with the standard spelling in words such as the following: AH, AI[SLE],
[V]EI[N], I[N], [N]O[T] (if the |O| is not consistently replaced with |AH|), OH, OI[L],
[T]OO and [P]U[T]. The vowel in can is transcribed as |AE|; the
one in out as |AU|. The symbol used for a schwa (the first vowel in
ago) is |a|; that for its stressed counterpart (the vowel in
love and bus) is |A|.
Almost any phoneme can be a stave, that is, an alliterating sound binding
together two or more syllables in one or more words. (It is only indirectly
that a stave may be said to bind together two or more words.) The
thirty-five staves are ordered alphabetically on the basis of the one or
two letters of which their symbol consists:
The vowels in up and err are treated as one
phoneme |A|, since they never correspond with a difference in meaning.
Note furthermore that |J| stands for one consonant sound and that the
orthographical j in a word like job stands for
two consonant sounds: |D| and |ZH|. Similarly, the ch in a
word like choice stands for |T| and |SH|. Words of which a stressed
syllable starts with such sounds are listed under |D| and |T| respectively.
Two phonemes are missing in the above table: |NG| (as in long) and
|ZH| (as in genre). They do not occur at the beginning of syllables,
or only in foreign words and sometimes a word whose second syllable starts
with su, such as c[a]esura, when |ZH| may occur in |ZHOO| or
|ZHU| at the beginning of the stressed second syllable, provided this
su is not pronounced as |ZJOO| or
(|NG| is common at the end of words, while |ZH| is common as a second
phoneme after |D|.)
The words and phrases in this dictionary are represented in a way which
is needed and which suffices to show their occurrence and possible use
in alliteration. On the one hand this representation takes more
pronunciational features into account than a standard spelling, on the
other hand it looks more like a standard spelling than a phonetic,
or even phonemic transcription, and is therefore easier to read for
those familiar with only ordinary orthography.
The following table should make this clear for the words
vocabulary, of and alliteration:
sharp division between syllables, as in
AN-gle (angle, |AENG-gal|) and de-SERT (desert, if
one of two fuzzy boundaries between
two syllables, the consonantal sound(s) between the dots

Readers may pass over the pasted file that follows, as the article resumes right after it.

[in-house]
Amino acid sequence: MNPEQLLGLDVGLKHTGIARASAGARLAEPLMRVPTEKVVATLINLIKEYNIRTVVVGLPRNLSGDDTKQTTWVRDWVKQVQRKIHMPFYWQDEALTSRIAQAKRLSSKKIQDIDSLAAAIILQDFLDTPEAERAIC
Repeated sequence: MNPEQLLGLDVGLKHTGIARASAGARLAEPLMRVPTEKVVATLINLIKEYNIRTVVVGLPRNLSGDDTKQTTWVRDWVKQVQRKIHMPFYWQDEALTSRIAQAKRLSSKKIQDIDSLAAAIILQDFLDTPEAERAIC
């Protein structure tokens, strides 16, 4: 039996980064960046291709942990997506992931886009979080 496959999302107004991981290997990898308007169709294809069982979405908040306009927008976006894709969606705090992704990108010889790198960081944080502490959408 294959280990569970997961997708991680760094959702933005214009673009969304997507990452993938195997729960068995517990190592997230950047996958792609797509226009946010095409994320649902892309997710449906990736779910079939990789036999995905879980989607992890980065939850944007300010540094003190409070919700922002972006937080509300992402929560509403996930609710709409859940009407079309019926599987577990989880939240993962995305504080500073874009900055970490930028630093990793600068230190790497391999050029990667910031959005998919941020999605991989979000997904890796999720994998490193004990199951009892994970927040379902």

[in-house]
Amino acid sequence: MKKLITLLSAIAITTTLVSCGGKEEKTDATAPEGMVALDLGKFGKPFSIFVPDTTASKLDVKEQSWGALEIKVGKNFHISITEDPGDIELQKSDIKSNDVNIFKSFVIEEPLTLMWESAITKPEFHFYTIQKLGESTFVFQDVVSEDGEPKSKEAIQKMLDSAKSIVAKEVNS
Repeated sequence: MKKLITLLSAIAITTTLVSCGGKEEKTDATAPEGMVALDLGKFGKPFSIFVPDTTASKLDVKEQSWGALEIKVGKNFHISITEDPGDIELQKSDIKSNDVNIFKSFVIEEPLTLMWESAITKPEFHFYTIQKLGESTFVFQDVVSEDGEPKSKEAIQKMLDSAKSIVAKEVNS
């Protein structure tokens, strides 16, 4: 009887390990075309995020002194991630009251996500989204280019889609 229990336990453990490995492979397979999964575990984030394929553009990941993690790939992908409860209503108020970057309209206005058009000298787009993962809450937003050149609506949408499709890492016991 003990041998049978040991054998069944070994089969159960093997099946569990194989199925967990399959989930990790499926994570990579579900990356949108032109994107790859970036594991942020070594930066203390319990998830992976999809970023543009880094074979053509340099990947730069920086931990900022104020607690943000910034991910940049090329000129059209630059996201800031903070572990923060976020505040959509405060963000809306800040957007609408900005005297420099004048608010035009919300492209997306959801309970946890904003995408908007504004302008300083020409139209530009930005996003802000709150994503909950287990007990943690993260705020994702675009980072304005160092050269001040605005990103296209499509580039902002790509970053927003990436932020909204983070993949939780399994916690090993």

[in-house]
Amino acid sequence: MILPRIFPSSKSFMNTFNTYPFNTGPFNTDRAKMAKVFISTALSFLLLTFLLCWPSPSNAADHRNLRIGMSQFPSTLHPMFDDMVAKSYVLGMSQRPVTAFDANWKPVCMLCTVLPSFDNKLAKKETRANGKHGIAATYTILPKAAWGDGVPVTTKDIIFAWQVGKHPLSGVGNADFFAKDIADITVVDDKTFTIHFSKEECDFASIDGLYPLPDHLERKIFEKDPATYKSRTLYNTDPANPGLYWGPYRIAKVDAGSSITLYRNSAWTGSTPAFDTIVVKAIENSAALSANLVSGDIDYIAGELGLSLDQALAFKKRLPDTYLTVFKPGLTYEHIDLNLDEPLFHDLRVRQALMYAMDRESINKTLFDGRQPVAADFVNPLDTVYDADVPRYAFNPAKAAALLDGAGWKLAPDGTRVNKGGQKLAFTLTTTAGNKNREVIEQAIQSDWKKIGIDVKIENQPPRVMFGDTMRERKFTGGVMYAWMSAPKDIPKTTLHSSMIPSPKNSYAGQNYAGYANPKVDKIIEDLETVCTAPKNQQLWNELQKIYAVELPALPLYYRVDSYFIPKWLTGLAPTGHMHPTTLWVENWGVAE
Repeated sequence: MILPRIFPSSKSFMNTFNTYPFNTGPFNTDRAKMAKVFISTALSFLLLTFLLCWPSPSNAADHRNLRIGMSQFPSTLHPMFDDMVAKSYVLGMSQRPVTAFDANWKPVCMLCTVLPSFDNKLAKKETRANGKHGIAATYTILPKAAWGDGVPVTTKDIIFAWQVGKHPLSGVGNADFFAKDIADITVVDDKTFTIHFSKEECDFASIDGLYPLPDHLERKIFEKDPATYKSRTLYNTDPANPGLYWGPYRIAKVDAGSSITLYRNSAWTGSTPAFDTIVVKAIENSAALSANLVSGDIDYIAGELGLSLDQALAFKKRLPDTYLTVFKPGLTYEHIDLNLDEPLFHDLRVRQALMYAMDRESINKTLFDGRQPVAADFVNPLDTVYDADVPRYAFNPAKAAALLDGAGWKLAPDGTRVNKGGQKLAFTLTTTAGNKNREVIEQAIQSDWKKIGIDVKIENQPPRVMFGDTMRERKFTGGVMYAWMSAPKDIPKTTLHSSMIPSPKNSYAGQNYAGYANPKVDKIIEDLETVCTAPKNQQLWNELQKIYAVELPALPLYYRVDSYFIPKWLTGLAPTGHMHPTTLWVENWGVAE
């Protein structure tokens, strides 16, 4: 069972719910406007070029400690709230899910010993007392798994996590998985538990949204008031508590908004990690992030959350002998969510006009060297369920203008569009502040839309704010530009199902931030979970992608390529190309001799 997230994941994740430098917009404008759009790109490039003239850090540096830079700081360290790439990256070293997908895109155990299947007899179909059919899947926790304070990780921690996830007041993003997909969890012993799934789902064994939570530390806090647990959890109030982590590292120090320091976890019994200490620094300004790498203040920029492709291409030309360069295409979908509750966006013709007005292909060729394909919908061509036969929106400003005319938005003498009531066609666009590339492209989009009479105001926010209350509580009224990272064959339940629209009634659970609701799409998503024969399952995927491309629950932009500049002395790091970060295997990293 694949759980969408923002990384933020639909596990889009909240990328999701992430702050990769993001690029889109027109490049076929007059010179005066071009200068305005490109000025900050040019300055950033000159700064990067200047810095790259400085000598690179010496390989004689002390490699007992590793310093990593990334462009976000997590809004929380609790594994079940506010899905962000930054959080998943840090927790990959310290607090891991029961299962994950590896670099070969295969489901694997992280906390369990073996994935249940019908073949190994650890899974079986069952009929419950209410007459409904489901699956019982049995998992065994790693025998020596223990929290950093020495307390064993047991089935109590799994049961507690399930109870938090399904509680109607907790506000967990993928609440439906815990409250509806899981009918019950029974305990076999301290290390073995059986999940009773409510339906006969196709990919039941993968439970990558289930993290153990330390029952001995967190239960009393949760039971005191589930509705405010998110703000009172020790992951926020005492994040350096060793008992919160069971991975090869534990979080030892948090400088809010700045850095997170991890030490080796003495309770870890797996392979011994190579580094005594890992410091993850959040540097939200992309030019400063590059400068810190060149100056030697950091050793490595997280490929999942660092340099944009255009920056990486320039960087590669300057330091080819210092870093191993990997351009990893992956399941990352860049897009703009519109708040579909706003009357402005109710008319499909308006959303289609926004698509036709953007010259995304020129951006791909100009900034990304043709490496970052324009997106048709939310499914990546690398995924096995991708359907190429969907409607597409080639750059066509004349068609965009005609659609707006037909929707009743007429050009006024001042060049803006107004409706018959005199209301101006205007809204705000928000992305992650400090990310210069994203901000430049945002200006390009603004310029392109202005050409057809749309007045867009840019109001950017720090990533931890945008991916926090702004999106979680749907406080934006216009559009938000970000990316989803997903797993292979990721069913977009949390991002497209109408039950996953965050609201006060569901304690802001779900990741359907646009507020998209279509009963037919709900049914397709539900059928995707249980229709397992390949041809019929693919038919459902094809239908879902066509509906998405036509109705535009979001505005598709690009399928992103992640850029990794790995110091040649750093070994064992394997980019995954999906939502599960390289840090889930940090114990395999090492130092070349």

being their overlap, as in AN·g·el (angel,
|EIN·dzh·al|) and DE·s·ert (desert, if
(part of a) stressed
syllable (which is not at the same time part of another, unstressed
beginning and end of one or more
sounds represented in a way deviating from the standard spelling,
usually x replaced with |k-S|, |K·s| or |g-Z|, sometimes a sound
not represented in the standard spelling at all, such as
|J| or |W|
space between two words pronounced together (in the
a hyphen in the standard spelling
sharp, hyphened division between
syllables of one word (the equivalent of -:)
the following letter must or may be capitalized in the
ABBREVIATIONS BETWEEN SQUARE BRACKETS
as an adjective
as an adverb
word or phrase
which is (especially) literary or poetic
word or phrase with a literary meaning or use as well
word or phrase whose use is literary (or poetic) or formal
(or technical) for the same meaning(s)
as a noun
as a preposition
as a verb
one of several dialectal or merely
pronunciational variants (which do not immediately succeed each other in
RULES FOR DERIVING THE OR A STANDARD SPELLING
As the function of this global dictionary is to list the words and
expressions which alliterate on the basis of their syllabification and
placement of stress, deviation from the standard orthography could not
always be avoided. Yet, of any entry in this dictionary anyone can find out
the 'correct' spelling by following a number of simple, fixed rules. These
rules must be applied to the complete form of an entry, which means that it
should contain, first of all, all syllables and overlaps between syllables.
Thus, in e|g-Z|IST/-Z|I·st·ed the complete forms are
e|g-Z|IST and e|g-Z|I·st·ed. Furthermore,
entries containing an apostrophe (') which represents the optional elision
of a vowel, resulting in a reduction of the number of syllables, will have
to be replaced with the preceding form in which that vowel is both written
and pronounced. Thus, the complete form of both
DI·ff'·rent and DI·ff·er'nt is
DI·ff·e·r·ent, with the possible exception of
poetry where the apostrophe may be maintained to indicate the number of
syllables with which such a word should be pronounced. Given these complete
forms (with or without an apostrophe) the algorithm to derive the or a
standard spelling is:
turn all capitals into small letters;
delete all dots (·) and hyphens (-);
replace any = sign or colon (:) with a hyphen;
replace any + sign with a space;
replace |gz| or |ks| with x, and |kw| with qu;
delete all other vertical bars with the letters in between;
replace any letter preceded by a $ sign with the
corresponding capital letter.
POLICY WITH RESPECT TO ALTERNATIVE SPELLINGS
It is this same policy which is followed in this dictionary and which
should explain why, for example,
advertize, rime and thru are entered first, while
advertise, rhyme and through are added as
Sometimes a word or phrase, such as love-letter or love
letter, is found in two or three orthographical variants
of the following type: as one word without a hyphen, as one word with a
hyphen and as two words. In such a case it is only the variant with the
smallest number of words and hyphens that is entered, unless there are
more differences in spelling between the variants. In this Vocabulary
love letter is therefore represented by LOVE=LE·tt·er
instead of LOVE LE·tt·er or LOVE+-LE·tt·er, but both the variant
all right and the variant alright are represented
in the entry al[l+]-RIGHT.
OTHER WORKS OF LITERARY OR LINGUISTIC INTEREST
Those interested in literature may also want to visit:
Fiction and drama
Those with a serious interest in the spoken or written language and
(philosophical) linguistics may also want to read
a division of
a chapter of
Those fond of playing with language may also want to try one of several